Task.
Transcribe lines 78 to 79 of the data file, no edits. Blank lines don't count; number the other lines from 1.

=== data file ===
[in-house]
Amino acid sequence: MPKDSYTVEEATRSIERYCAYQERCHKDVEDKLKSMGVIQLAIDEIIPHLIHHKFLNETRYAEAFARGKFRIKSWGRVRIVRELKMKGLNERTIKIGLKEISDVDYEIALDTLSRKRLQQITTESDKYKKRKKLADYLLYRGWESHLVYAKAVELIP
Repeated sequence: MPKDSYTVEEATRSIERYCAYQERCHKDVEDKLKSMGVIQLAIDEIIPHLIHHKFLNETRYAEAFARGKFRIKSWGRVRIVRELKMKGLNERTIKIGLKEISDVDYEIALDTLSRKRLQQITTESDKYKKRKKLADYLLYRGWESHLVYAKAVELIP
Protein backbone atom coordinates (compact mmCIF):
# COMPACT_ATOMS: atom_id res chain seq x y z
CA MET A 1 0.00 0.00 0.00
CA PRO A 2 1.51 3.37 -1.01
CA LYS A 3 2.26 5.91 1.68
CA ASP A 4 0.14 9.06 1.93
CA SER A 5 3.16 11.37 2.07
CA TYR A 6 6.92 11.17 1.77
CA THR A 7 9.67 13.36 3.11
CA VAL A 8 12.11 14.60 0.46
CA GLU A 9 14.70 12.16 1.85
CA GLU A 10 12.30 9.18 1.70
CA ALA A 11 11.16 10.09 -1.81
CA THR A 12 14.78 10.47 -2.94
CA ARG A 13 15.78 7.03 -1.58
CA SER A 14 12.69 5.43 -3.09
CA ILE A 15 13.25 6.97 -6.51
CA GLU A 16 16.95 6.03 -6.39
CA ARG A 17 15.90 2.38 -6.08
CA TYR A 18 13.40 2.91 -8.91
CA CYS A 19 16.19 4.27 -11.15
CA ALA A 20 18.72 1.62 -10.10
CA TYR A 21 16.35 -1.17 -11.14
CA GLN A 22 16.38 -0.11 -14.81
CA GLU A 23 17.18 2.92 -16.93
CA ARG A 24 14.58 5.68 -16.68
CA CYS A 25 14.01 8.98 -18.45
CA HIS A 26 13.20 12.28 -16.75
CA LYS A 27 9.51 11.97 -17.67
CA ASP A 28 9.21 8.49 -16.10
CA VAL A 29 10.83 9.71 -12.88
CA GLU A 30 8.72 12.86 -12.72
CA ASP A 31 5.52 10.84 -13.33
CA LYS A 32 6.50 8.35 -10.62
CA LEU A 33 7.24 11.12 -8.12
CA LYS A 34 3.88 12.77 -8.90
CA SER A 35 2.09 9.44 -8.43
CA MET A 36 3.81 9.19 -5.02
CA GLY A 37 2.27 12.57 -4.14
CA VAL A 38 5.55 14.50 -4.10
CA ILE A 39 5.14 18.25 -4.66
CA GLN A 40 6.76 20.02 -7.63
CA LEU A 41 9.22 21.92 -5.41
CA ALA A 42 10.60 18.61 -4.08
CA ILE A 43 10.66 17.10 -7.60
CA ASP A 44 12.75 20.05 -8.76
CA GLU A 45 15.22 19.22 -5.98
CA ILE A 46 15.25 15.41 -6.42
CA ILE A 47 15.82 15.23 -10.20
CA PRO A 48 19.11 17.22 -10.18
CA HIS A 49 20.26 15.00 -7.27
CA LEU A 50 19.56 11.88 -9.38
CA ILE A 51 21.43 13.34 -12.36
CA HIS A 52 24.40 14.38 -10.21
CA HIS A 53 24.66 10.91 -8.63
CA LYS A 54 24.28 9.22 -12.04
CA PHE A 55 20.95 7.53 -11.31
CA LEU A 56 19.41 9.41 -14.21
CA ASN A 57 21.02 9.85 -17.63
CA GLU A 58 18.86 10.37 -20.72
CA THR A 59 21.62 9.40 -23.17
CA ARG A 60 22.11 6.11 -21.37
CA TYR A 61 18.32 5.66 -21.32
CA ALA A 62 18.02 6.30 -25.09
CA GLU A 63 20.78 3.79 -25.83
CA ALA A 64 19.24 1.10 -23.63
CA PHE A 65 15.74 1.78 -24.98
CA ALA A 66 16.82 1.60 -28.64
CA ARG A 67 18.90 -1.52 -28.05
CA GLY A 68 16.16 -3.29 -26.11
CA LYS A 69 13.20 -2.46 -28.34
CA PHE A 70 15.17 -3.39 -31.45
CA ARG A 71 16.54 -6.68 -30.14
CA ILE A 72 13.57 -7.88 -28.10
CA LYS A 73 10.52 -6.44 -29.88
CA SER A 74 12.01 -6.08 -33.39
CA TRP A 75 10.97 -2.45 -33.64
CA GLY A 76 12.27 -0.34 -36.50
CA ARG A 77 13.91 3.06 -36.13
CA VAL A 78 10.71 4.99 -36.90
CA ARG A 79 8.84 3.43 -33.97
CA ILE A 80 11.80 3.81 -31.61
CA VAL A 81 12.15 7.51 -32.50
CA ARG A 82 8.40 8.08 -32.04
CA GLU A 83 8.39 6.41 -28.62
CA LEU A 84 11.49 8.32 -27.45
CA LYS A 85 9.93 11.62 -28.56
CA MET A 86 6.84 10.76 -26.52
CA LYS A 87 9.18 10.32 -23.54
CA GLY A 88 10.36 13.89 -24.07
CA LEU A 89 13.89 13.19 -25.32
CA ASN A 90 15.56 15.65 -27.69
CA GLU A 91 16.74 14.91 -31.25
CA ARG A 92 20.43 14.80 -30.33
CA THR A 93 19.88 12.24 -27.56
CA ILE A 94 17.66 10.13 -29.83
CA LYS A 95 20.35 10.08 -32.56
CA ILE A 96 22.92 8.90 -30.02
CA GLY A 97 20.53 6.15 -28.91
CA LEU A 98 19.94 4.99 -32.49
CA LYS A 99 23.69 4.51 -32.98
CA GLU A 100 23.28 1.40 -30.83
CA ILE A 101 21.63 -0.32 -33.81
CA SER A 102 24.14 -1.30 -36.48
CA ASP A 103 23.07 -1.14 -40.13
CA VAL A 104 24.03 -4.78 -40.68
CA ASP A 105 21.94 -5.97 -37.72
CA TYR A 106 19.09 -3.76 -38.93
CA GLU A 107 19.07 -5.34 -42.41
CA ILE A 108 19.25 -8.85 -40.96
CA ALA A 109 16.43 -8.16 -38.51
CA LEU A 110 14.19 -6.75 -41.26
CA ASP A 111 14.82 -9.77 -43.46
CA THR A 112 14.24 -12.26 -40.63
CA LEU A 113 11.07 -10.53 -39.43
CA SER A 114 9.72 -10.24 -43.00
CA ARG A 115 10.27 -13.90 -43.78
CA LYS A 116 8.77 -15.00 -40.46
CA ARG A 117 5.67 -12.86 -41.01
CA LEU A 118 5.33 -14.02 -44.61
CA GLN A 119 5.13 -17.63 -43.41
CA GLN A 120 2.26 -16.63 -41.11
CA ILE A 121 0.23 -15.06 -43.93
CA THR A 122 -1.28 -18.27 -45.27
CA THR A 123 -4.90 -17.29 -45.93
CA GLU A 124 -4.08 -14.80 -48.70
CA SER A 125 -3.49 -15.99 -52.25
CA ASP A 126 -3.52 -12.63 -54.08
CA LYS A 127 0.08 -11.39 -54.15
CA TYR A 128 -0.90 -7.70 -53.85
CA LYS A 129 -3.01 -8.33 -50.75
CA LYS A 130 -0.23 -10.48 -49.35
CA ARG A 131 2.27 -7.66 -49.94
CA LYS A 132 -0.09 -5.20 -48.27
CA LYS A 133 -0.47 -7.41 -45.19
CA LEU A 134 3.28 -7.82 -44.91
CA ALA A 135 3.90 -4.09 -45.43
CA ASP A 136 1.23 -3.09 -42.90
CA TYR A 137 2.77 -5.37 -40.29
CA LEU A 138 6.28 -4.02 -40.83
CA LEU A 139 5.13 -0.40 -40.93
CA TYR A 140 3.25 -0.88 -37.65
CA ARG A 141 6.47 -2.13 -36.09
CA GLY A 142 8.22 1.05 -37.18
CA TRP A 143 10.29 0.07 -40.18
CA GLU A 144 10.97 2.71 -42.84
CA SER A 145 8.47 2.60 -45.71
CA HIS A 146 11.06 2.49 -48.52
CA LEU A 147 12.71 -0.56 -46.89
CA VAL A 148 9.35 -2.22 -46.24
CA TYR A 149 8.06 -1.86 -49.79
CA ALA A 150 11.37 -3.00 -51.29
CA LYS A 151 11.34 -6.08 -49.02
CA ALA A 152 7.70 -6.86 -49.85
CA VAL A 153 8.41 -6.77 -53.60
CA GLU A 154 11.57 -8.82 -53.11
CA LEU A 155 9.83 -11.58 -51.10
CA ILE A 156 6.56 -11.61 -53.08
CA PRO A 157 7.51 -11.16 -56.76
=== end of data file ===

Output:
CA LYS A 73 10.52 -6.44 -29.88
CA SER A 74 12.01 -6.08 -33.39